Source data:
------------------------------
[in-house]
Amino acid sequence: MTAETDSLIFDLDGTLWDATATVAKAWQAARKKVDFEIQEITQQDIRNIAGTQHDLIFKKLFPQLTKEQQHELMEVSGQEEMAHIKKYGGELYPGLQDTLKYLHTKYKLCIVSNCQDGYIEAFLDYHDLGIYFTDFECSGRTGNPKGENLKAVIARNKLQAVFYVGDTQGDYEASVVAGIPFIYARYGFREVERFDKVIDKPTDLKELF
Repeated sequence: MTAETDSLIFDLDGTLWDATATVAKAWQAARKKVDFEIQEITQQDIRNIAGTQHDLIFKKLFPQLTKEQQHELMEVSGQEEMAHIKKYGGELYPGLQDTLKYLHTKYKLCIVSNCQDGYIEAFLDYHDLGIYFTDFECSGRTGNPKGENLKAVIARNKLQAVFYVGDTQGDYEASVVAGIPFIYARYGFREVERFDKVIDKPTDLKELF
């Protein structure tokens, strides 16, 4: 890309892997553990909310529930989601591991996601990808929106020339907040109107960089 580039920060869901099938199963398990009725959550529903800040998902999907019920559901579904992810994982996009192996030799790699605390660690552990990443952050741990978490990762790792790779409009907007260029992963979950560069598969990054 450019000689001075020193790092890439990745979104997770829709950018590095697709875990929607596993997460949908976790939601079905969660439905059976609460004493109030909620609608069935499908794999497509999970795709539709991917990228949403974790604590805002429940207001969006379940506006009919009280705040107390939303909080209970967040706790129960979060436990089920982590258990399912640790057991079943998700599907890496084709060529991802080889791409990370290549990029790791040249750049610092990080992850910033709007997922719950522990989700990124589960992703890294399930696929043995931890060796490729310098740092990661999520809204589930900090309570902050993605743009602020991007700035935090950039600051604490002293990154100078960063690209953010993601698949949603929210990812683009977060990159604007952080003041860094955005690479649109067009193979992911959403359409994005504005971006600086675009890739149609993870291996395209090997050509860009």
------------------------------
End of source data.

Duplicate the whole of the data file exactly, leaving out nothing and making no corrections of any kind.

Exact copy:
[in-house]
Amino acid sequence: MTAETDSLIFDLDGTLWDATATVAKAWQAARKKVDFEIQEITQQDIRNIAGTQHDLIFKKLFPQLTKEQQHELMEVSGQEEMAHIKKYGGELYPGLQDTLKYLHTKYKLCIVSNCQDGYIEAFLDYHDLGIYFTDFECSGRTGNPKGENLKAVIARNKLQAVFYVGDTQGDYEASVVAGIPFIYARYGFREVERFDKVIDKPTDLKELF
Repeated sequence: MTAETDSLIFDLDGTLWDATATVAKAWQAARKKVDFEIQEITQQDIRNIAGTQHDLIFKKLFPQLTKEQQHELMEVSGQEEMAHIKKYGGELYPGLQDTLKYLHTKYKLCIVSNCQDGYIEAFLDYHDLGIYFTDFECSGRTGNPKGENLKAVIARNKLQAVFYVGDTQGDYEASVVAGIPFIYARYGFREVERFDKVIDKPTDLKELF
């Protein structure tokens, strides 16, 4: 890309892997553990909310529930989601591991996601990808929106020339907040109107960089 580039920060869901099938199963398990009725959550529903800040998902999907019920559901579904992810994982996009192996030799790699605390660690552990990443952050741990978490990762790792790779409009907007260029992963979950560069598969990054 450019000689001075020193790092890439990745979104997770829709950018590095697709875990929607596993997460949908976790939601079905969660439905059976609460004493109030909620609608069935499908794999497509999970795709539709991917990228949403974790604590805002429940207001969006379940506006009919009280705040107390939303909080209970967040706790129960979060436990089920982590258990399912640790057991079943998700599907890496084709060529991802080889791409990370290549990029790791040249750049610092990080992850910033709007997922719950522990989700990124589960992703890294399930696929043995931890060796490729310098740092990661999520809204589930900090309570902050993605743009602020991007700035935090950039600051604490002293990154100078960063690209953010993601698949949603929210990812683009977060990159604007952080003041860094955005690479649109067009193979992911959403359409994005504005971006600086675009890739149609993870291996395209090997050509860009």